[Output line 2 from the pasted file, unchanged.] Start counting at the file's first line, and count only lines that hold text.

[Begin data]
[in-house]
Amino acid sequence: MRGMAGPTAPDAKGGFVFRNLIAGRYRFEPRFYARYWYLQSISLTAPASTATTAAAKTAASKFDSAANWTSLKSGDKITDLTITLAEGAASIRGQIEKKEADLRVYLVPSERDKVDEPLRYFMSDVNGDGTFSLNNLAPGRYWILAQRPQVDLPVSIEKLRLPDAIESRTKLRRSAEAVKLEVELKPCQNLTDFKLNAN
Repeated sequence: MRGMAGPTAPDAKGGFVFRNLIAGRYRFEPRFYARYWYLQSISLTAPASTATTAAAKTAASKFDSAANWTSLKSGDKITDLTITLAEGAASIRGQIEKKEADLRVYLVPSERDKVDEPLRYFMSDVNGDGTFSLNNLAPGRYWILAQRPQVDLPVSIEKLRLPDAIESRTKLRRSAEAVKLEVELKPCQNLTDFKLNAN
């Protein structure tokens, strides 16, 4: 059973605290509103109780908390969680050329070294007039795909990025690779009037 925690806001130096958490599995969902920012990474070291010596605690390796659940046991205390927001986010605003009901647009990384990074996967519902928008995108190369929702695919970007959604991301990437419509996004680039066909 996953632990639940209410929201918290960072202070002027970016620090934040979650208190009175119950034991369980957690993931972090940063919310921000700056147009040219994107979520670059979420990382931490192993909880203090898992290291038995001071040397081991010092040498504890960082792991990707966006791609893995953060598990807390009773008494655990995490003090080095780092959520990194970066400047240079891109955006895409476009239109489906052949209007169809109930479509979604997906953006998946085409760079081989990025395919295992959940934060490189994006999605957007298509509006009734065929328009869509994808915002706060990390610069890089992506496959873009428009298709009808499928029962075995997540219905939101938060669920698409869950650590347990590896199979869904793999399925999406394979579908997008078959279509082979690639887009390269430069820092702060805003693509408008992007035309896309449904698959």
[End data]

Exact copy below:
Amino acid sequence: MRGMAGPTAPDAKGGFVFRNLIAGRYRFEPRFYARYWYLQSISLTAPASTATTAAAKTAASKFDSAANWTSLKSGDKITDLTITLAEGAASIRGQIEKKEADLRVYLVPSERDKVDEPLRYFMSDVNGDGTFSLNNLAPGRYWILAQRPQVDLPVSIEKLRLPDAIESRTKLRRSAEAVKLEVELKPCQNLTDFKLNAN